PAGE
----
slideshow widget

Wednesday, February 25, 2009

Lack of interest in asthma means less funding

Asthma is one of the oldest ailments known to man. It was documented as far back as ancient Sumeria 5,000 years ago. And yet we still know so little about this disease, however our wisdom has grown.

The truth is that asthma has been growing at such fast rates in recent years that there are few people who don't know anyone who has it. It is a disease as prevalent as coronary artery disease and cancer, and yet funding received for asthma research is far below those diseases.

Why is this? The reason, perhaps, is that less than 3% of the America's population have asthma. And the only other people who care about the disease are those immediate family members who see the asthmatic suffer.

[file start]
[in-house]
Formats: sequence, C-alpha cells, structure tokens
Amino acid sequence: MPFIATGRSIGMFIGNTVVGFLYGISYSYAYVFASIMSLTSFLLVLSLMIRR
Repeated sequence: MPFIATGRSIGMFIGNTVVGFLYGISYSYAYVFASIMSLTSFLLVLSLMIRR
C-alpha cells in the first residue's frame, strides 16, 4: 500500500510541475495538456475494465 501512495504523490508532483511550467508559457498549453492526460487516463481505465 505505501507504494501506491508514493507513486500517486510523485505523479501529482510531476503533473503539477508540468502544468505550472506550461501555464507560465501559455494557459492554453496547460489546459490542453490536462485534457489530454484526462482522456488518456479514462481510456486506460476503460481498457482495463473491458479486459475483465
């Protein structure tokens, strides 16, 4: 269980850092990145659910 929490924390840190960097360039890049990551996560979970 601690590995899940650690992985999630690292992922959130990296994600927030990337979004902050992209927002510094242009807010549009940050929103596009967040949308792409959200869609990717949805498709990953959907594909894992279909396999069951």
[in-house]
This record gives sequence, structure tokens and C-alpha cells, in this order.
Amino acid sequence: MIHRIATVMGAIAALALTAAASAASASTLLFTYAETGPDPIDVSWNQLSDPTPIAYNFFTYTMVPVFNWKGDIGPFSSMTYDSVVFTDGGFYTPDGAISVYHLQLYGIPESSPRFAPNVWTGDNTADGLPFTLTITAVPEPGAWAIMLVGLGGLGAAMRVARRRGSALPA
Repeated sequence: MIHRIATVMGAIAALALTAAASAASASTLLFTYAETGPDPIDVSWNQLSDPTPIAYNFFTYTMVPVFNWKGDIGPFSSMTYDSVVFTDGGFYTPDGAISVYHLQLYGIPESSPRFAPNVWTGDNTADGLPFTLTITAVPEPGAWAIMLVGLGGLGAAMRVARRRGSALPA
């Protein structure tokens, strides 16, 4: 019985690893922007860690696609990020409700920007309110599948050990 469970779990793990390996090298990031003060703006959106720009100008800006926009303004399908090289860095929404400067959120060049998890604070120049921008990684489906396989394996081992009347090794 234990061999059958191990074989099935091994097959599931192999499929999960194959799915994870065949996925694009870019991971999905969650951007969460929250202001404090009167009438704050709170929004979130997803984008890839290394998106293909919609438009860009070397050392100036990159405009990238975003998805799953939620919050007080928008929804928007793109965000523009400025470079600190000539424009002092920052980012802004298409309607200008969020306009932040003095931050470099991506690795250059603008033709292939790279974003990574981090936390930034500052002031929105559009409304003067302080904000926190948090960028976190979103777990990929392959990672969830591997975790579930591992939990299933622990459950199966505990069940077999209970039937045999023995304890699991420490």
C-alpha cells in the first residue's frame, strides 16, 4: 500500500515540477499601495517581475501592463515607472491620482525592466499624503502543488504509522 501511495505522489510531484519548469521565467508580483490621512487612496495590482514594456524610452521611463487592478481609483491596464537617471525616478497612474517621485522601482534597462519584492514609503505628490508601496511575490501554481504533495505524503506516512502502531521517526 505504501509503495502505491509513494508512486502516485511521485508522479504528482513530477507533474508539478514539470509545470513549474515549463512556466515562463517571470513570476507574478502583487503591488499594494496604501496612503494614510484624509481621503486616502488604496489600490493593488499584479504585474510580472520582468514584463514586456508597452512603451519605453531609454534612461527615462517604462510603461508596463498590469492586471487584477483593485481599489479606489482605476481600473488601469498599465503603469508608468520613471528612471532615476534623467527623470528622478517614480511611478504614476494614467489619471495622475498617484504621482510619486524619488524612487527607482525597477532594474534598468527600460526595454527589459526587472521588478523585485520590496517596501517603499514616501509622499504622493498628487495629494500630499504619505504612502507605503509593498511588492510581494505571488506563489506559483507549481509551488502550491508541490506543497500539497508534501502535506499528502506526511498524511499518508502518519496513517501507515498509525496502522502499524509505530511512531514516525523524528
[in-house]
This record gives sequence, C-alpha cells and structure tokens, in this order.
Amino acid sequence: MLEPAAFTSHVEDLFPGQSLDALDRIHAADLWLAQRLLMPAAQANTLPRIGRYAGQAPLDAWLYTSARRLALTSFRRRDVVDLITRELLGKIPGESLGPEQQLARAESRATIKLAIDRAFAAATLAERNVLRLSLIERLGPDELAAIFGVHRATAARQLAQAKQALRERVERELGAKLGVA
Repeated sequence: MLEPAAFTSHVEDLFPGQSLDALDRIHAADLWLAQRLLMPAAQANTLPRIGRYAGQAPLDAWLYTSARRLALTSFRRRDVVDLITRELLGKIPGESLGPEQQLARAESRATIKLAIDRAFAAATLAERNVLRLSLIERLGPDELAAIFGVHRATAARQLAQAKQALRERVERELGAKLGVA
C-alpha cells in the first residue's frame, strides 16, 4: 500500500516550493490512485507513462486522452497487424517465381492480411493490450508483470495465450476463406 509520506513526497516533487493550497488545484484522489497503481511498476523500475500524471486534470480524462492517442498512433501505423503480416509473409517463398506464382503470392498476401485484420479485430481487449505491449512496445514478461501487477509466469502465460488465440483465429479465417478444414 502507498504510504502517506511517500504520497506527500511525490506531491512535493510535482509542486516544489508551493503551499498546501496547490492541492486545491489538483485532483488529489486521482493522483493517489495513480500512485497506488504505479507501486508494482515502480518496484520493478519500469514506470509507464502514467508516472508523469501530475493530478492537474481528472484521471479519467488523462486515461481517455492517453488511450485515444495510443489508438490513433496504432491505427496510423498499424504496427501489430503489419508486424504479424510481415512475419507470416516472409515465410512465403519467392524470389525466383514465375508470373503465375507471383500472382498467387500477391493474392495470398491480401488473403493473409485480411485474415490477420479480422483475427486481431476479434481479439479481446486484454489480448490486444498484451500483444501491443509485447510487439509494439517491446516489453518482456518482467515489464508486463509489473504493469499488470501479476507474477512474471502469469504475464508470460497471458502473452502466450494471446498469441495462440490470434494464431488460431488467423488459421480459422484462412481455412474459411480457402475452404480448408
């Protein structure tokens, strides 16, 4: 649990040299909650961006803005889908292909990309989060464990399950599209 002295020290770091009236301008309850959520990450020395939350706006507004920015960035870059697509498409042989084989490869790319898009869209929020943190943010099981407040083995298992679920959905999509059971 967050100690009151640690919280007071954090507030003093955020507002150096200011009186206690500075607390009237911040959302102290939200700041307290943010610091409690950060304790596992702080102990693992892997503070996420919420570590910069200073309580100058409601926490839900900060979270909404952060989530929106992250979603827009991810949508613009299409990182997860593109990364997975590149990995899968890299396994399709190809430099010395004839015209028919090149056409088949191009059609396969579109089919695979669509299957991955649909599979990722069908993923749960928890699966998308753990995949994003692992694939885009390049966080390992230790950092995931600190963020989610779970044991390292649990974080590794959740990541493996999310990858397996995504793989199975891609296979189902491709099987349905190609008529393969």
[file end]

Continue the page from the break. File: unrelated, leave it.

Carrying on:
So, you have almost 95% of the population who have no interest in asthma. And it is exactly that 95% of the nation of whom we need to get interested in asthma, because it is that 95% who pay the taxes that will go on to fund future asthma research.

One of the reasons, according to the authors of Fatal Asthma, that so little tax money is available for asthma research is because so few people die of asthma. Yet between 1985 and 1998 asthma deaths doubled to 5,000 per year, but that death toll pales in comparison to other diseases.

So whatever research is going to be done to find a cure, a way to prevent, or to make the lives of those who suffer with it better, is going to have to come from private funding from people like you and me.

Or, to achieve more tax funding, better asthma education among the greater population is a must.

No comments: